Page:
WASHINGTON, Aug. 16, 2009 — After searching for more than 50 years, scientists finally have discovered a number of new mosquito repellents that beat DEET, the gold standard for warding off those pesky, sometimes disease-carrying insects. The stuff seems like a dream come true. It makes mosquitoes buzz off three times longer than DEET, the active ingredient in many of today's bug repellents. It does not have the unpleasant odor of DEET. And it does not cause DEET's sticky-skin sensation.
But there's a fly in the ointment: The odds may be stacked against any of the new repellents finding a place on store shelves this year or next — or ever.
Ulrich Bernier, Ph.D., lead researcher for the repellent study, said the costly, time-consuming pre-market testing and approval process is a hurdle that will delay availability of the repellents, which were discovered last year. The results of his team's work were presented today at the 238th National Meeting of the American Chemical Society (ACS) by Maia Tsikoli, Ph.D., a post-doctoral researcher working with Bernier.
"Commercial availability of topical repellents can take years and a significant investment to achieve that end goal," Bernier said. "The cost will be several hundred thousand dollars. Once you determine that the repellent works through some screening process, we then have to go through a toxicological hazard evaluation involving numerous toxicological tests."
Provided the repellents continue to work well when tested in the laboratory on human skin, and if they pass the battery of toxicological tests, they would still face a series of tests to prove their effectiveness in making mosquitoes bug off, Bernier said.
"Clearly, the odds are stacked against new repellent products making it to market," he noted.
Bernier and his team discovered the repellents with what they say is the first successful application of a computer model using the molecular structures of more than 30,000 chemical compounds tested as repellents over the last 60 years. Using 11 known compounds, they synthesized 23 new ones. Of those, 10 gave about 40 days protection, compared to 17.5 days for DEET, when a soaked cloth was worn by a human volunteer. When applied to the skin, however, DEET lasts about five hours.
Bernier routinely participates in repellency studies, which involve about 500 mosquitoes trying to land on his arm and bite through a repellent-soaked cloth. "If the mosquitoes don't even land, we know the repellent is surely working," he explained. "If they walk around on the cloth-covered-arm, they are on the verge of being repelled. If they bite… on to the next repellent."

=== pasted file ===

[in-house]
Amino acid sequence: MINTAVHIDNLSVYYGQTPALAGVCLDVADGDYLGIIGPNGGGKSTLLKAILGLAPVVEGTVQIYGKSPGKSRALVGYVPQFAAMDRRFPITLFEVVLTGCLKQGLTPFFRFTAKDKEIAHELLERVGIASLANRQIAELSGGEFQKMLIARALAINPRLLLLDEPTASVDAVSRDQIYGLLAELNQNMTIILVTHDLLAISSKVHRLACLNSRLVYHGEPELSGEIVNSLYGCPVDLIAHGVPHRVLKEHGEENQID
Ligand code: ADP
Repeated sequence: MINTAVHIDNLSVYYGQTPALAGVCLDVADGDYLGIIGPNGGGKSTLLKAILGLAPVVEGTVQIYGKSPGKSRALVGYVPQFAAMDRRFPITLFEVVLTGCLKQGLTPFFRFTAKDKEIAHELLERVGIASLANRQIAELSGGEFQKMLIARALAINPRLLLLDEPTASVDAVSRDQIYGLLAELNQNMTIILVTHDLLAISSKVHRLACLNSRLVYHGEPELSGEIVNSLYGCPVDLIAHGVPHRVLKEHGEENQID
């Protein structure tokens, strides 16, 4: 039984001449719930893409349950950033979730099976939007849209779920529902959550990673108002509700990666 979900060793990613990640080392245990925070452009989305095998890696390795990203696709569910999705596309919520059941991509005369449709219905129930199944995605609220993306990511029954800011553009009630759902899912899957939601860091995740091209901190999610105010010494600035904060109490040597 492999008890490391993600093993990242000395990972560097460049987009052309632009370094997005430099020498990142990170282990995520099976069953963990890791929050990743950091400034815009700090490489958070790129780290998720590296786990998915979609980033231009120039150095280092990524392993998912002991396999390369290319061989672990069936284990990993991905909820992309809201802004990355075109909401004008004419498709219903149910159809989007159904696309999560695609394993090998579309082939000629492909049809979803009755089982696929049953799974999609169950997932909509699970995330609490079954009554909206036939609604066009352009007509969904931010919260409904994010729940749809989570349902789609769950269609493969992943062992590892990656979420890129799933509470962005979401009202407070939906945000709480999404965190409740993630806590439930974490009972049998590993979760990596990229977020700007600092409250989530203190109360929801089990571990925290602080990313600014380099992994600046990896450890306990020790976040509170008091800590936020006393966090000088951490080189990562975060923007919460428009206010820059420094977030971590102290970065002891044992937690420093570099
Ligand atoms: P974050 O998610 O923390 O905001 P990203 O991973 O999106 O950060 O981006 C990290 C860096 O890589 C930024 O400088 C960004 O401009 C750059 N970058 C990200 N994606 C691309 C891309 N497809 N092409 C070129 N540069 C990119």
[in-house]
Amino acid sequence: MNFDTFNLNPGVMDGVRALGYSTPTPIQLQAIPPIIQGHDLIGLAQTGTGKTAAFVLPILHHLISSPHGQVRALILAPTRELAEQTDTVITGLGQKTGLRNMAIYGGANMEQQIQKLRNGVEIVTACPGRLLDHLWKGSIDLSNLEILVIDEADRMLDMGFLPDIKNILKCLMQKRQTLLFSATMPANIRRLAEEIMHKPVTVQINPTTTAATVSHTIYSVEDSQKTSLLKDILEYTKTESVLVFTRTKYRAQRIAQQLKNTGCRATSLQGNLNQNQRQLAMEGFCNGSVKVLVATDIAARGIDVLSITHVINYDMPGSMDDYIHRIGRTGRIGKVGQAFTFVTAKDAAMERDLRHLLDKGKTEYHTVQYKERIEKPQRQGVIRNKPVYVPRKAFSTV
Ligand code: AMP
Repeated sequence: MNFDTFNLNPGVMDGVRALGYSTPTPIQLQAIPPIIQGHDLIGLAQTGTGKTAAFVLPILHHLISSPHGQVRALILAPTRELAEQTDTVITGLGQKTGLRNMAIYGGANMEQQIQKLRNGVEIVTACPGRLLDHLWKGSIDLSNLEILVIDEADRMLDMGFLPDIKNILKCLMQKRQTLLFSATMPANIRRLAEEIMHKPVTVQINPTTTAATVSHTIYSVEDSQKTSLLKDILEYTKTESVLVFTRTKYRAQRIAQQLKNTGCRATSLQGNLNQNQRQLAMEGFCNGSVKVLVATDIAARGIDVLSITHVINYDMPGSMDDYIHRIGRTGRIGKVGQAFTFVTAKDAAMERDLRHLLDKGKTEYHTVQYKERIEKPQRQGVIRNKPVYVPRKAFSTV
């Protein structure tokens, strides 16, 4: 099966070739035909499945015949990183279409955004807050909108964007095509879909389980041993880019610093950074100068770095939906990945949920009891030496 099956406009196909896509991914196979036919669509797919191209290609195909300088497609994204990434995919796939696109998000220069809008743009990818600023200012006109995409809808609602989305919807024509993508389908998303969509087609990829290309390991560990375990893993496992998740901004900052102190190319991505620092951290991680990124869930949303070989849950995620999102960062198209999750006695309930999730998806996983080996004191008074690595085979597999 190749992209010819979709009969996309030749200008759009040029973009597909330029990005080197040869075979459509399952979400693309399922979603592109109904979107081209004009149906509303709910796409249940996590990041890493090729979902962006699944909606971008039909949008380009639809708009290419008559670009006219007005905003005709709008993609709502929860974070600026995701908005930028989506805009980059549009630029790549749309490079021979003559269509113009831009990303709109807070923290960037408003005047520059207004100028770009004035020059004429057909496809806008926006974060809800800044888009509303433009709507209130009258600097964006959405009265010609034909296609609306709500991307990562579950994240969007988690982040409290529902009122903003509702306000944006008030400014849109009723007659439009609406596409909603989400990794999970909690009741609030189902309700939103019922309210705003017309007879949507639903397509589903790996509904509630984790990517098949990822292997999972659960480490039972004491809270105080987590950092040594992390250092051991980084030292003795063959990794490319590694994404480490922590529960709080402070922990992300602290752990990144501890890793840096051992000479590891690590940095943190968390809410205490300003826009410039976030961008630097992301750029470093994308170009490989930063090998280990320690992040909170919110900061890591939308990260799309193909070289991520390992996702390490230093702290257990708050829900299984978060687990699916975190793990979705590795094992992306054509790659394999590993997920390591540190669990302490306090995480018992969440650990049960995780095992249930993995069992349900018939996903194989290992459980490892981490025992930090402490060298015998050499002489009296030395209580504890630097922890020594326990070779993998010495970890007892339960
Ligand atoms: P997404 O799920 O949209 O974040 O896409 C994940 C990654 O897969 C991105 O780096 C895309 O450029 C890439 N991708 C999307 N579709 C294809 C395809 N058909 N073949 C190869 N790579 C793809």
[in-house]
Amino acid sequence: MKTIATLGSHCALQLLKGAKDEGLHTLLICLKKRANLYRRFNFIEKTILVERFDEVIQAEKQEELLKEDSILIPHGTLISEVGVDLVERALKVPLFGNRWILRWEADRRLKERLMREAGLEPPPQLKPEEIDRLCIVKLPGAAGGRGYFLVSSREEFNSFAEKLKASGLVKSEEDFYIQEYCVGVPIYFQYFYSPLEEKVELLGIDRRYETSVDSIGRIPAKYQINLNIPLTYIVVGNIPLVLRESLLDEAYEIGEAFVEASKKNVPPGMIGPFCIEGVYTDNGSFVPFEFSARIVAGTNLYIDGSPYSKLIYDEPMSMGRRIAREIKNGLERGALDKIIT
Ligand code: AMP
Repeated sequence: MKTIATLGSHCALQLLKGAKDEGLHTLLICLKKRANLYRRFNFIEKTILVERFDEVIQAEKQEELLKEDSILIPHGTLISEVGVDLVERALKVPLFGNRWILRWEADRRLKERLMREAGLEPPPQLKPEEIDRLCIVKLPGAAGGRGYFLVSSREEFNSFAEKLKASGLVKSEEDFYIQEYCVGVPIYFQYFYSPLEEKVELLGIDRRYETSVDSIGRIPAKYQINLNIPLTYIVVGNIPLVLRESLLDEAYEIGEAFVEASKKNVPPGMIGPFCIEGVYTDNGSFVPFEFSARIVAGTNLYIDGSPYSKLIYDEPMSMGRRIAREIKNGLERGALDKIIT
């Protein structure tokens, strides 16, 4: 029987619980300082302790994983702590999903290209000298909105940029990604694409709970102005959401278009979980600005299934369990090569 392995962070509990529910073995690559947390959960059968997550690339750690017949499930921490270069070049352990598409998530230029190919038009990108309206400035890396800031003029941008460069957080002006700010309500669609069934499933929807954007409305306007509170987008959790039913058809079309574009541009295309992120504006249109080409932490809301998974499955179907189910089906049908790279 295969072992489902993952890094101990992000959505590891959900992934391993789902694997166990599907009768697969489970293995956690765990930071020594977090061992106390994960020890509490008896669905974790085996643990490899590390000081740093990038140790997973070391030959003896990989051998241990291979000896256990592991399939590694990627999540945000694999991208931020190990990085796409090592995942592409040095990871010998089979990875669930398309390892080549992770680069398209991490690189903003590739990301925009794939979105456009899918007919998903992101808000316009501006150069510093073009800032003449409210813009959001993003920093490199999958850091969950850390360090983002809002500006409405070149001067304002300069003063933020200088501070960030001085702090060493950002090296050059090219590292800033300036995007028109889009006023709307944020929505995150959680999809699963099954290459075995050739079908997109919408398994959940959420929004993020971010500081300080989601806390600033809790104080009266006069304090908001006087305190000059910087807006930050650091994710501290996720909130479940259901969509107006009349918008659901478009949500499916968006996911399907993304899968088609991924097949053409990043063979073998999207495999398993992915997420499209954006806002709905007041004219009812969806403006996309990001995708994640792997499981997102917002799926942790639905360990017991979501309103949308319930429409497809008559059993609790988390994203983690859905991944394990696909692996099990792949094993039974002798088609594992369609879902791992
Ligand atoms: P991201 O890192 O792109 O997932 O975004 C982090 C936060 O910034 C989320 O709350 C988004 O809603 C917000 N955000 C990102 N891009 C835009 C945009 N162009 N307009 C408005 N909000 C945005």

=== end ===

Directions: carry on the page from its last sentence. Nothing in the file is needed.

Overall, in addition to lasting longer than current products, including DEET, the new repellents don't have the stickiness or unpleasant smell common with today's insect sprays and liquids, said Bernier. He said that extended studies are now evaluating the effectiveness of the repellents against flies and ticks.
"This was quite an ambitious project," Bernier said. "The USDA historical archives and repellents database we used consisted of more than 30,000 chemical structures tested over the past six decades."
To search for the best repellents, the team devised software that recognized structural features of a chemical that would make it effective in keeping the bugs away. They trained it by feeding it the molecular structures of 150 known repellents. Based on this information, the program learned to identify the chemical traits of a good repellent without the chemists even having to know what those traits were. For example, the team checked out 2,000 variants of a compound found in black pepper that repels insects.
This study was partly supported by the Deployed War-Fighter Protection (DWFP) Research Program, funded by the U.S. Department of Defense through the Armed Forces Pest Management Board (AFPMB).
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